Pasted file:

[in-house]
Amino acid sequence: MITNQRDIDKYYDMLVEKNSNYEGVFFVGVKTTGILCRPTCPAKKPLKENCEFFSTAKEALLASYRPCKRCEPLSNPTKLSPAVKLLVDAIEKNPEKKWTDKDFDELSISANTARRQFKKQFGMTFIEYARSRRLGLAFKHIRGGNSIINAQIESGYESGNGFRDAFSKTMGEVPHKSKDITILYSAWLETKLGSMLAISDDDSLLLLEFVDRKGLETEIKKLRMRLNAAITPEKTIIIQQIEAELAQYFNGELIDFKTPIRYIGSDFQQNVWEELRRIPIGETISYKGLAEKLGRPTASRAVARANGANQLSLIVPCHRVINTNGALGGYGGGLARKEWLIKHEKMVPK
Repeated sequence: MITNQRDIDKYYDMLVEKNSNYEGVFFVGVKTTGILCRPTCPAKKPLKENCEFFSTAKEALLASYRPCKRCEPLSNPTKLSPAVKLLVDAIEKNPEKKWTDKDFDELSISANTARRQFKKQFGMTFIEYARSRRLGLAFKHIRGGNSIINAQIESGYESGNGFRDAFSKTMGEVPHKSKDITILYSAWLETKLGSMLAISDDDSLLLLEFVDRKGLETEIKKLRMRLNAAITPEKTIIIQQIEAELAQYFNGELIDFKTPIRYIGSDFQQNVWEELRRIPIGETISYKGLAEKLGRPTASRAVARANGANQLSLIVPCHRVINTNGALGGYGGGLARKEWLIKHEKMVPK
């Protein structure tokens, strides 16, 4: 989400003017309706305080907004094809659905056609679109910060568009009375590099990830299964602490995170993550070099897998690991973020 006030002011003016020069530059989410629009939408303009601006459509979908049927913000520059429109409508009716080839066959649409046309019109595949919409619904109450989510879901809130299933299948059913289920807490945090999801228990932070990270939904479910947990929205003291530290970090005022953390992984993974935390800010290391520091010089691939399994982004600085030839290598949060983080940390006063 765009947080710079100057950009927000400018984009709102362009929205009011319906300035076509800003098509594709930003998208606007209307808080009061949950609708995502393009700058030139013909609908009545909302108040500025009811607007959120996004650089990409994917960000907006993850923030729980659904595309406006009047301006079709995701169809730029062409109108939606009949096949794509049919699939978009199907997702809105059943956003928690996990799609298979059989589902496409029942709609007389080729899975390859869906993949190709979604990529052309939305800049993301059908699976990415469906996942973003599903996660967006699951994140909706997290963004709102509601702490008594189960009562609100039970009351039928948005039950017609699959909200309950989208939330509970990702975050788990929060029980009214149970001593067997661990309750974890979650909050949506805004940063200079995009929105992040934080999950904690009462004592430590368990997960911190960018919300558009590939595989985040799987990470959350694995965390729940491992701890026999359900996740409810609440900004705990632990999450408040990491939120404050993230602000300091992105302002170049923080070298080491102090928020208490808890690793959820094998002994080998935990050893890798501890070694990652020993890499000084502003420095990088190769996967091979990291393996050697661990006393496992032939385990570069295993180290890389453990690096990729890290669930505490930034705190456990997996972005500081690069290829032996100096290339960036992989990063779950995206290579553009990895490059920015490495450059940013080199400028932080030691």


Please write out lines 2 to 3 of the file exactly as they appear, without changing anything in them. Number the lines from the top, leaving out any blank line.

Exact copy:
Amino acid sequence: MITNQRDIDKYYDMLVEKNSNYEGVFFVGVKTTGILCRPTCPAKKPLKENCEFFSTAKEALLASYRPCKRCEPLSNPTKLSPAVKLLVDAIEKNPEKKWTDKDFDELSISANTARRQFKKQFGMTFIEYARSRRLGLAFKHIRGGNSIINAQIESGYESGNGFRDAFSKTMGEVPHKSKDITILYSAWLETKLGSMLAISDDDSLLLLEFVDRKGLETEIKKLRMRLNAAITPEKTIIIQQIEAELAQYFNGELIDFKTPIRYIGSDFQQNVWEELRRIPIGETISYKGLAEKLGRPTASRAVARANGANQLSLIVPCHRVINTNGALGGYGGGLARKEWLIKHEKMVPK
Repeated sequence: MITNQRDIDKYYDMLVEKNSNYEGVFFVGVKTTGILCRPTCPAKKPLKENCEFFSTAKEALLASYRPCKRCEPLSNPTKLSPAVKLLVDAIEKNPEKKWTDKDFDELSISANTARRQFKKQFGMTFIEYARSRRLGLAFKHIRGGNSIINAQIESGYESGNGFRDAFSKTMGEVPHKSKDITILYSAWLETKLGSMLAISDDDSLLLLEFVDRKGLETEIKKLRMRLNAAITPEKTIIIQQIEAELAQYFNGELIDFKTPIRYIGSDFQQNVWEELRRIPIGETISYKGLAEKLGRPTASRAVARANGANQLSLIVPCHRVINTNGALGGYGGGLARKEWLIKHEKMVPK